Issue #4: Exhibition Guide
By Brett Kashmere and Walter Forsberg
FUCK TV sticker, courtesy of Alisa Dix, Michael Johnsen and Greg Pierce / Orgone Cinema
With Amos Vogel’s passing in April 2012, American film culture lost one of its most passionate and influential iconoclasts. INCITE #4, “Exhibition Guide,” pays tribute to Vogel’s legacy, most notably Cinema 16, a precursor to the flourishing microcinema network of the 1990s and a forebear of current freewheeling New York cinespaces like Spectacle, 92YTribeca, UnionDocs, Light Industry, and Microscope, some of which you’ll find represented in these pages. Before there were any such alternatives to mainstream movie houses, Amos and Marcia Vogel launched their Cinema 16 screening series in the fall of 1947, with the goal of advancing “the appreciation of the motion picture not merely as an art, but as a powerful social force.” Mixing documentary and avant-garde cinema on the same bill as animation, dance, and science films, the Vogels pursued an eclectic, dialectic programming strategy that set the tone for future small-scale, individualized, and/or ambulatory ventures: from Craig Baldwin’s vibrant San Franciscan mainstay, Other Cinema, to the resourceful H.O.M.E. Group and its subsequent Baltimore offshoots, to the rambunctious offerings of Pittsburgh’s Orgone Cinema, and over two dozen others, considered here. While vertically mapping MICROCINEMAS of past and present, this issue also surveys the breadth of alternative media exhibition practice, from Dziga Vertov's agit-train and Bill Brand’s metro MASSTRANSISCOPE, to artists who use film without projectors and projectors without film. In the age of so-called “participatory” media, in which people connect virtually using avatars and aliases to stream data on handheld devices, what binds these social cinematic sites, herein, and makes them flourish?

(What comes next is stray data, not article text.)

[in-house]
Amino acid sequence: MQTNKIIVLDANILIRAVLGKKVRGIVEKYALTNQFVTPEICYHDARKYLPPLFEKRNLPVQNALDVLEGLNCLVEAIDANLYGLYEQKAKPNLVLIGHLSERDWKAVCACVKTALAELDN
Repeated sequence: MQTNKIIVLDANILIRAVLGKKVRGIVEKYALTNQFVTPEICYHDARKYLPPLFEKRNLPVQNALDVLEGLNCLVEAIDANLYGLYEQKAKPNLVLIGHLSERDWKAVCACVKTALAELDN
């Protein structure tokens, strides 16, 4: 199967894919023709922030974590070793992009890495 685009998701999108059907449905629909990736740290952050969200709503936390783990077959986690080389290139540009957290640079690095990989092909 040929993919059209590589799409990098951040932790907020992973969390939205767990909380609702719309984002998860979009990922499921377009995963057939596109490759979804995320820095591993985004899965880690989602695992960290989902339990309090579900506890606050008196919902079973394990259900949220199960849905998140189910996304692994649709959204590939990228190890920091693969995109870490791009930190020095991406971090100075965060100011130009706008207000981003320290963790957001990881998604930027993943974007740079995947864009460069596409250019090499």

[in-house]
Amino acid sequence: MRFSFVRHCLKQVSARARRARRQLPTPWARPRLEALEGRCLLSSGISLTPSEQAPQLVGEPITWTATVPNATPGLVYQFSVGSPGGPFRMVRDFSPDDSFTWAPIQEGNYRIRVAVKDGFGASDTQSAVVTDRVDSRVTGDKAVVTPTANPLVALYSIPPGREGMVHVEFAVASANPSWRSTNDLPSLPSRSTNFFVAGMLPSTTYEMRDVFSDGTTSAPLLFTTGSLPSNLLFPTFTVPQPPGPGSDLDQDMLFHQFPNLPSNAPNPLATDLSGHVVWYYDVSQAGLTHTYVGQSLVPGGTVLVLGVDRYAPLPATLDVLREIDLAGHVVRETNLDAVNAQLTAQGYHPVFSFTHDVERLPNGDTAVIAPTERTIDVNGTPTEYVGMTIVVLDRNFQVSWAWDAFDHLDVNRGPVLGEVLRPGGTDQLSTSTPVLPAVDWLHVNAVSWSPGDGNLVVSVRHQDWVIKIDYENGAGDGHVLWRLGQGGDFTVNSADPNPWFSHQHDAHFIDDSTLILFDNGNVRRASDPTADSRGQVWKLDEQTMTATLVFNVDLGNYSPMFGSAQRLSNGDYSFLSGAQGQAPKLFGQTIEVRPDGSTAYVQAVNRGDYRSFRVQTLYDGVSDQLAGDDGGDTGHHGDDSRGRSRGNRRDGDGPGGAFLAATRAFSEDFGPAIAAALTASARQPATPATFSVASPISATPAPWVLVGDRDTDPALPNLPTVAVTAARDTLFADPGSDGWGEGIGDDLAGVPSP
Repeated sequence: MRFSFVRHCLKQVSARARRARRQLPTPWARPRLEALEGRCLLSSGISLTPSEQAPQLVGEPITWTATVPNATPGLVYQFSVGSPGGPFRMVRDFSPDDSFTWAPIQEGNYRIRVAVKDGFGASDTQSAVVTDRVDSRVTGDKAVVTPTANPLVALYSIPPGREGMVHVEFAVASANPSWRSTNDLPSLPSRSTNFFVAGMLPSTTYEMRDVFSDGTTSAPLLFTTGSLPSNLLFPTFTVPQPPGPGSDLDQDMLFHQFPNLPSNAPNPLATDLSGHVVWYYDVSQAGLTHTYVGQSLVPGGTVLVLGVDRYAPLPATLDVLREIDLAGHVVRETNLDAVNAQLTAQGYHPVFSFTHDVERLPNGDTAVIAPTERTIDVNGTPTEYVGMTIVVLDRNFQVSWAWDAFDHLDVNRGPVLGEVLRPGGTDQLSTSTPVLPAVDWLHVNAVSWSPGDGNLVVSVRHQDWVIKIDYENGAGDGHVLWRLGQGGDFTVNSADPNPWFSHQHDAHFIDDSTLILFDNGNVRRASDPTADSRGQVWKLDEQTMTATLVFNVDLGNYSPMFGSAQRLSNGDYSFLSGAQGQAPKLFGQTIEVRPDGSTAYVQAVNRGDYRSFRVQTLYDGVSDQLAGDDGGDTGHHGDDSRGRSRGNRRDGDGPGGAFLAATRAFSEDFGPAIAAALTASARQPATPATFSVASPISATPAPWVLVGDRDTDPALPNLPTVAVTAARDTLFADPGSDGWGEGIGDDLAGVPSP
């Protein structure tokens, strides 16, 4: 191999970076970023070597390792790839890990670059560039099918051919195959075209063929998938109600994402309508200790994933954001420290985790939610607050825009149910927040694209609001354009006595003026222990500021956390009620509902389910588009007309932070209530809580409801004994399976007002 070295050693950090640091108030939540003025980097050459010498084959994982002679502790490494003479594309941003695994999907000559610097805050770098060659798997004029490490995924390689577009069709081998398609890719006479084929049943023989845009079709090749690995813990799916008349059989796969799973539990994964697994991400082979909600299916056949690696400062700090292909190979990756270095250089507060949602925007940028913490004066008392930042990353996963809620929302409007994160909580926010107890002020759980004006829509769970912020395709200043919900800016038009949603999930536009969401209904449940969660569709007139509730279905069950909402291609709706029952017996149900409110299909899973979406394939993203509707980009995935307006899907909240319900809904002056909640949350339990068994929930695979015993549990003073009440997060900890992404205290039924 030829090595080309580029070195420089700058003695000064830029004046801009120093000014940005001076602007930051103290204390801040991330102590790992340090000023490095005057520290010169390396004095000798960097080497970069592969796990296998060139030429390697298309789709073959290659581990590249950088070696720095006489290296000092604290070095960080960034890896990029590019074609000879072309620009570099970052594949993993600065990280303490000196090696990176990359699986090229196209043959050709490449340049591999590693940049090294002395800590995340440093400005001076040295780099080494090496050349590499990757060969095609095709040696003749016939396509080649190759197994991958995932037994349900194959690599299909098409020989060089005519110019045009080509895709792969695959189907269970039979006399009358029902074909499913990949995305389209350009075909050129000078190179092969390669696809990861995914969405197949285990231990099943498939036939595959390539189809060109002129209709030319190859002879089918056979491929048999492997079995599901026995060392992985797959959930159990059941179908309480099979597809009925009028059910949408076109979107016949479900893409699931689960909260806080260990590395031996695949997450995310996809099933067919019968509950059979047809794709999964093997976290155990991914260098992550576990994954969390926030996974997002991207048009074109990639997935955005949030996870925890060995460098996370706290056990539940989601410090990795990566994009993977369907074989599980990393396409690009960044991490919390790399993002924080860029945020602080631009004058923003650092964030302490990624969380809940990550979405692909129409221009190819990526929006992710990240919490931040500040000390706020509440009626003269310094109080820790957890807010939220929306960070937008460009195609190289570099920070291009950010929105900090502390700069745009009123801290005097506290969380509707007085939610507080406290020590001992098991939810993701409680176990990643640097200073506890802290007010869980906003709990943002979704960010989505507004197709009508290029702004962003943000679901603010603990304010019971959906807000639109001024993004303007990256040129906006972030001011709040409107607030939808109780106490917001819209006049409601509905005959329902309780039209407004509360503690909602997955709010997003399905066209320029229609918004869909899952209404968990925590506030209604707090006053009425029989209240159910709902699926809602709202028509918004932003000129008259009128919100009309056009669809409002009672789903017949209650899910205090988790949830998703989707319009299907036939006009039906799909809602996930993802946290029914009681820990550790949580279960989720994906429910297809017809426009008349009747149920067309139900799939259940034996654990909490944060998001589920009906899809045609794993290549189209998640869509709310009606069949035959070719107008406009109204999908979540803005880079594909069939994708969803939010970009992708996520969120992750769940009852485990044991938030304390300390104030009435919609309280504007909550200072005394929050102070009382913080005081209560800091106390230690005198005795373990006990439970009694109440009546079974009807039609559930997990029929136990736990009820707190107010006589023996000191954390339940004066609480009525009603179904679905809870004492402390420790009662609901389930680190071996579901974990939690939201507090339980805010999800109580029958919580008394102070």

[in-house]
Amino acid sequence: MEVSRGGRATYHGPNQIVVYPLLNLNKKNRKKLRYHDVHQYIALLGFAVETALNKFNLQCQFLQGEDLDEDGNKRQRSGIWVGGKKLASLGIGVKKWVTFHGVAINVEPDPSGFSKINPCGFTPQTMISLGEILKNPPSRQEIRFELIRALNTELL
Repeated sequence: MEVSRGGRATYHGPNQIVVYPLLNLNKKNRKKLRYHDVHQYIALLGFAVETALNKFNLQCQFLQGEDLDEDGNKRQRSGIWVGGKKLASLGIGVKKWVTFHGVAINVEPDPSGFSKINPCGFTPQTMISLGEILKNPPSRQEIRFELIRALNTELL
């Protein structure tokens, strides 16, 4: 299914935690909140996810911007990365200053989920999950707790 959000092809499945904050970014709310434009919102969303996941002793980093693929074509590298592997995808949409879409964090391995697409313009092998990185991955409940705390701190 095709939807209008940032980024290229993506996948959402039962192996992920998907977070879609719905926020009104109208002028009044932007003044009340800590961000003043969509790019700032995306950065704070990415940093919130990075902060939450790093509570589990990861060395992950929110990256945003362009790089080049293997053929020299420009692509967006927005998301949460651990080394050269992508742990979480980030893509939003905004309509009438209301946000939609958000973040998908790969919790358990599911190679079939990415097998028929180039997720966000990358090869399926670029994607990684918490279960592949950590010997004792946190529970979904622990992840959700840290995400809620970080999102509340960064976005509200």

David Sherman and Rebecca Barten